One of the cool things about being a comedian is the crowd interaction onstage and off. As a feature act and a decidedly non-household name, people usually aren’t at the show to see me, so it’s great when someone comes up to me afterwards to tell me they liked my set. I wouldn’t know what it’s like to have someone come up and say they didn’t like my set of course, as I am perfect and have never had a bad one.
These post-show interactions run the gamut: people saying I did good, people offering the condescending rejoinder to “keep at it,” people asking for my contact info or website, people offering “advice” or a line. But one stands out above them all.
I’m at this club a few years ago. Friday night, late show. Those can be notoriously tough on comics. It would not be that night. I had a great set and came off stage feeling good. After the show, I had people walking past me telling me all sorts of good stuff. Then one person came up to me, and I’ll never forget what she said:
Without any prompting or any previous conversation to base this on, she says, “Is your ring tone a screaming monkey?”
That’s right. Not, “Did you go to VCU basketball camp in 2000?” Or, “Are you Amy’s brother?”
Let that sink in and while it does, here’s a couple of clarifications to help you grasp my confusion:
A) This was the very first thing she said to me.
B) My ring tone was not, nor has ever been, a screaming monkey.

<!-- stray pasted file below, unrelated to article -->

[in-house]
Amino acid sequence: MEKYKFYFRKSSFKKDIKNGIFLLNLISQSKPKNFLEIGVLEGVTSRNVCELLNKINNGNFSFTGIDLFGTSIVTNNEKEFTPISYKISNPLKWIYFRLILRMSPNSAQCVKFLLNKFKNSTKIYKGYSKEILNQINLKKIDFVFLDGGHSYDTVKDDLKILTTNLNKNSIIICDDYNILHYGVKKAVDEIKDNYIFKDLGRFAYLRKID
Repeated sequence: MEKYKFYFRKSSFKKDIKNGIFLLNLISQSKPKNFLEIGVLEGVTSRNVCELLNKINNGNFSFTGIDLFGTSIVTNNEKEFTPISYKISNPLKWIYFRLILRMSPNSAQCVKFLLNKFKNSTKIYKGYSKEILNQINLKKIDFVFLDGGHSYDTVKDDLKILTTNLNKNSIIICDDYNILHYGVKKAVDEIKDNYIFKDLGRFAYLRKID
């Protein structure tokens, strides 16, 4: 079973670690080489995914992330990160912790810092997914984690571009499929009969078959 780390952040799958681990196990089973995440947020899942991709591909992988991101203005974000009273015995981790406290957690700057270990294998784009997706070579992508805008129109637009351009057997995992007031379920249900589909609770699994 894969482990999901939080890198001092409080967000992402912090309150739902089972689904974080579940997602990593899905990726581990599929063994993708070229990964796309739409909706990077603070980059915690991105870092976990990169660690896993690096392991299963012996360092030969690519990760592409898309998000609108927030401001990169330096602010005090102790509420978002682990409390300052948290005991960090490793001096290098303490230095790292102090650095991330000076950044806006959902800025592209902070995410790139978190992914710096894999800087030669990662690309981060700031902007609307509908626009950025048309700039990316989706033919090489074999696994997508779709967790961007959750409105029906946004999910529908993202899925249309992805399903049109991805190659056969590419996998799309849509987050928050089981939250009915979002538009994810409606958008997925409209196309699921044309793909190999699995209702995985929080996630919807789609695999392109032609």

What I don’t get is how she mistook me, the comedian who had a few minutes earlier been telling jokes onstage to everyone in the room, for someone who happened to have a ring tone that’s a screaming monkey.
At no point in the evening had she heard my phone ring. There was nothing for her to base this question on. It wasn’t like I’d paused mid-set to answer my phone after the horrified shrieks of an monkey filled the room. “Sorry everyone. No need for alarm, there isn’t a distressed ape on the loose, that’s just my Aunt Bertha calling to remind me to do my taxes.”
Even if it was, what did she expect me to say? “You got me! Funny thing was that sound isn’t available for download anywhere, so I had to break in the primate cage at the zoo and torture each one until I got the perfect sound for a ring tone. Let me tell you, there’s nothing that remind you to pick up the phone like the sound of a waterboarded bonobo.”
Maybe I look like a friend of hers who had that ring tone. But then wouldn’t the correct question be, “Are you George?” Then when I said no, pressing me by saying, “You sure you aren’t the screaming monkey ring tone guy?”
Is she not on a first name basis with this friend? When they met and hit it off, did she ask his name only for him to put a finger to her lip to shush her then pull out his phone and play the sound of a screaming monkey? “You will refer to me not by my name, but by my weird ring tone. Now you play yours, so I know what to identify you as.”
Final question: why would ANYONE have a screaming monkey as their ring tone? What was he, a former zookeeper who had a bad experience a monkey? “Yeah I love all animals, ‘cept primates. That’s why I keep this here ring tone. Sometimes hearing a monkey cry out in agony every time I get an incoming call is the only thing getting me out of bed in the morning.”
I really wish I remembered how the rest of my interaction with this lady went, but the only thing that stuck with me was that opening sentence. And the best part? It inspired me to make my ring tone a screaming monkey. I’ve had it ever since. Never miss a call.
By the way – if your ring tone isn’t a screaming animal of any kind, sign up for my email list.